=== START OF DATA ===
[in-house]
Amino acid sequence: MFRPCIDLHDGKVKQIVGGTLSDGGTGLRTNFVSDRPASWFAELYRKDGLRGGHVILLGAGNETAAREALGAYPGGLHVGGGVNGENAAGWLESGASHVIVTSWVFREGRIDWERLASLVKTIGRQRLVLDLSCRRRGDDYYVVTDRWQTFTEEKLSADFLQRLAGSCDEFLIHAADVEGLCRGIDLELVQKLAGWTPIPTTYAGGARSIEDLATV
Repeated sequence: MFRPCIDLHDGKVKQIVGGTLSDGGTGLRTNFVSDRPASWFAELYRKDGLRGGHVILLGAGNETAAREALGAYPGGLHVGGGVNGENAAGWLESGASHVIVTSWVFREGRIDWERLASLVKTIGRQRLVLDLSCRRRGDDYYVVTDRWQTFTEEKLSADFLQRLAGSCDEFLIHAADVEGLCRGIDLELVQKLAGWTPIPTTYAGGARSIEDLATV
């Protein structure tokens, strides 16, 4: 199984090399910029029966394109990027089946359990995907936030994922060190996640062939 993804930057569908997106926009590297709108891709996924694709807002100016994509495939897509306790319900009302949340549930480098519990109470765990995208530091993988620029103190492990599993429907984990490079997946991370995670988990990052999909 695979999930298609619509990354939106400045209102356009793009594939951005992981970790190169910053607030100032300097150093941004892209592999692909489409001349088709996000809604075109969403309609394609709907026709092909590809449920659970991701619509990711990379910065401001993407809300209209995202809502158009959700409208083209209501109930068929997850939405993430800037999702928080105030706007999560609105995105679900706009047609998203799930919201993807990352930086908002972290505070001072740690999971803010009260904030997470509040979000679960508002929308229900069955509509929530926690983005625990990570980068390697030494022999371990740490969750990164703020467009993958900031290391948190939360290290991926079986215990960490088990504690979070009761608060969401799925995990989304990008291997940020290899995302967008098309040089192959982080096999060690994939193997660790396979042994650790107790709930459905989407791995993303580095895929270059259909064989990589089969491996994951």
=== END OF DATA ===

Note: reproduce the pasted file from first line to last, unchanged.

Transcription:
[in-house]
Amino acid sequence: MFRPCIDLHDGKVKQIVGGTLSDGGTGLRTNFVSDRPASWFAELYRKDGLRGGHVILLGAGNETAAREALGAYPGGLHVGGGVNGENAAGWLESGASHVIVTSWVFREGRIDWERLASLVKTIGRQRLVLDLSCRRRGDDYYVVTDRWQTFTEEKLSADFLQRLAGSCDEFLIHAADVEGLCRGIDLELVQKLAGWTPIPTTYAGGARSIEDLATV
Repeated sequence: MFRPCIDLHDGKVKQIVGGTLSDGGTGLRTNFVSDRPASWFAELYRKDGLRGGHVILLGAGNETAAREALGAYPGGLHVGGGVNGENAAGWLESGASHVIVTSWVFREGRIDWERLASLVKTIGRQRLVLDLSCRRRGDDYYVVTDRWQTFTEEKLSADFLQRLAGSCDEFLIHAADVEGLCRGIDLELVQKLAGWTPIPTTYAGGARSIEDLATV
């Protein structure tokens, strides 16, 4: 199984090399910029029966394109990027089946359990995907936030994922060190996640062939 993804930057569908997106926009590297709108891709996924694709807002100016994509495939897509306790319900009302949340549930480098519990109470765990995208530091993988620029103190492990599993429907984990490079997946991370995670988990990052999909 695979999930298609619509990354939106400045209102356009793009594939951005992981970790190169910053607030100032300097150093941004892209592999692909489409001349088709996000809604075109969403309609394609709907026709092909590809449920659970991701619509990711990379910065401001993407809300209209995202809502158009959700409208083209209501109930068929997850939405993430800037999702928080105030706007999560609105995105679900706009047609998203799930919201993807990352930086908002972290505070001072740690999971803010009260904030997470509040979000679960508002929308229900069955509509929530926690983005625990990570980068390697030494022999371990740490969750990164703020467009993958900031290391948190939360290290991926079986215990960490088990504690979070009761608060969401799925995990989304990008291997940020290899995302967008098309040089192959982080096999060690994939193997660790396979042994650790107790709930459905989407791995993303580095895929270059259909064989990589089969491996994951």